“You live life looking forward. You understand life looking back.” – Soren Kierkegaard (1813–1855)
“Hindsight is 2020.” Boy…isn’t that the truth! As we move forward into the first Sabbath of 2021, that old saying seems to be a recurring refrain in my mind. Although we cannot be exactly sure of the origin of this old adage – it is believed to have been first used in print in this country in 1949 – the truth of it is undeniable. And, of course, in our current situation, the irony of it is not lost on any of us: “2020” is meant to refer to “20/20,” the perfect vision we attain at the end of a journey or event, so that in “hindsight,” we have a clearer more “perfect” understanding of how things could have been done better. While in reality there may not be true “perfect” vision, the pandemic this year and its associated challenges have provided us with many valuable lessons learned – and perhaps, reminded us of many things we already knew. The great Danish existentialist, Soren Kierkegaard, quoted above, tells us that looking back, so that we can move forward with full vision are both valuable, as we make sense of this most unusual year.
Looking back, it seems fitting to ask: What were the biggest “takeaways” from the year 2020? Well, for one thing, we know we have a whole new lexicon at the very least – new words we never thought would become part of our daily language! We connect on “Zoom,” where we remind each other that we “are muted” or we meet for a “socially distanced” lunch outside at the regulation “6 feet apart.” We “sanitize” constantly and we endeavor to offer “contactless” solutions to mail or gifts, and when we hear about a spread of illness, we ask about “contact tracing.” I could go on – these are but a few examples of how our language will be forever changed. (And…who ever thought that a face mask could become a main fashion accessory?!)
But in addition to our new vocabulary, what are the meaningful lessons we have learned about ourselves, our loved ones and our world this year? Perhaps I cannot speak for you, but for myself, I will suggest one or two which may resonate with you as well. The first has to do with the importance of connection with one another. Although we have not been able to be together through the long months of this pandemic, the ability to stay connected to each other in whatever means we have been able to find has been the tonic that has brought us through this. And we have shown ourselves to be very creative at it! A second lesson we have been reminded of is the importance of our mental health and wellness. A challenge such as this tests our ability to stay grounded and positive under very uncertain and frightening conditions. Learning what we need to feel safe and keep ourselves feeling both physically and mentally healthy and well – and also being aware of what we and our loved ones need when we are not well – has been key during this crisis. Many of us (myself included) learned a great deal about ourselves – what we need to feel better, how to get what we needed and how to ask for it.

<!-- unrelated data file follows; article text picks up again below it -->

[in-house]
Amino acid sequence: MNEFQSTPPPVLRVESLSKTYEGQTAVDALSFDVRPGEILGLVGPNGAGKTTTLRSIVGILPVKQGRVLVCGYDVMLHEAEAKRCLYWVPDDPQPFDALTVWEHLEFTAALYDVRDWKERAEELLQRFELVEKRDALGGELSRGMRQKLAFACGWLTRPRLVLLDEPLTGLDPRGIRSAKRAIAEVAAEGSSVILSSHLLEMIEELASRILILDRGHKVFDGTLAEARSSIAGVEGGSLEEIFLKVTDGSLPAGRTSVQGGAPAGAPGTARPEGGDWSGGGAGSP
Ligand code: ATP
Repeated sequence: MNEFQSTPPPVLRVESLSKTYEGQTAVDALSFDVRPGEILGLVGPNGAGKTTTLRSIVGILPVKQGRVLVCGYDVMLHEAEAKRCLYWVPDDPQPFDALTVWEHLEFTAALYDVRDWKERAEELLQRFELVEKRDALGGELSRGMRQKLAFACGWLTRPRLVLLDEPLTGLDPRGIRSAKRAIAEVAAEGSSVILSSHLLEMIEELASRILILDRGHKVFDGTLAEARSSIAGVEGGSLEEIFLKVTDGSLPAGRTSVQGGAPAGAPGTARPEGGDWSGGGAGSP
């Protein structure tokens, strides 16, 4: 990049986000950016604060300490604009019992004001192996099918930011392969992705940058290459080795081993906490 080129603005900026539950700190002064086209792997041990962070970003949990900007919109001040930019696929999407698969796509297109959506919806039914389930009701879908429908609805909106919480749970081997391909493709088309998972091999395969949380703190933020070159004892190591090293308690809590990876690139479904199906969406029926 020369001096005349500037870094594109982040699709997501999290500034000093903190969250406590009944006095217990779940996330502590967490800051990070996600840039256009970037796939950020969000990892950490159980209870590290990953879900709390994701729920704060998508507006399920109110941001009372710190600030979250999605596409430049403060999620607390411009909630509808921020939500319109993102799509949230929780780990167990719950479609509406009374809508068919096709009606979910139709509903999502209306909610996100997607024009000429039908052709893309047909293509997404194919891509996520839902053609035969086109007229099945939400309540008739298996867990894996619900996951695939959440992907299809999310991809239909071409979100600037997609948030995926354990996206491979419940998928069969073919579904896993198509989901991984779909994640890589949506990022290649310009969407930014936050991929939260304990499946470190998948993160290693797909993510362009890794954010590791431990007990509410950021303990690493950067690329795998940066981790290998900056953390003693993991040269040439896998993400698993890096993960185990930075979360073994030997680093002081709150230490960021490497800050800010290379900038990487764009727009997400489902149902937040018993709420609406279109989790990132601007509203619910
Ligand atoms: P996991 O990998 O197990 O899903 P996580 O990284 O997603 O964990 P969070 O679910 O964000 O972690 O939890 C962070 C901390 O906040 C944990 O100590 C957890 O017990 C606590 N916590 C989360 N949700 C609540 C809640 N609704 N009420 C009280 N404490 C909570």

I have never been much for New Year’s Resolutions – but I am a fan of New Year’s goals. There is something inherently depressing about resolutions, almost as if you are being set up to fail. But I like goals – the way I see it, you cannot fail at them if you haven’t achieved them yet! They are always there to strive for, but not something to feel badly about, just a reminder of what is out there to reach for. There were certain personal goals I achieved during the pandemic – my first vegetable garden (see photo above!), a (slight) improvement in my golf game, and some inroads in my harp-playing. But I plan to work on these further in 2021, along with others. Interpersonally, I have goals, too. I want to continue to make kindness a central priority with my loved ones, co-workers, and strangers. There just doesn’t seem to be enough of it. And I want to remember to never take my relationships for granted – they are far too precious.
As we look forward to what comes next, what are the things we might take with us on this journey moving into the New Year? When we pack for a trip (I can dream, can’t I??), we take the things we really need, and leave those things behind which are unnecessary. Moving into 2021, we are taking a trip forward into the future, which we hope will be bright, even though we know there may be some bumps on the road ahead, until we find a smooth course. This has not been an easy year, but I want to take what I have learned with me – about the importance of kindness, gratitude for my relationships, a wonderful community, and the power we all have to connect with each other and create hope. I wish the same for you – that you can pack your bags with your strength and hope as well, as we move forward together into this bright year.
Wishing you all a peaceful Sabbath – one full of hope and promise for the New Year ahead,
Ruth Steinberg, LCSW, MAJCS
Director, Jewish Family Service
Image caption: Looking back on 2020: My first vegetable garden was a source of pride – and great salads too!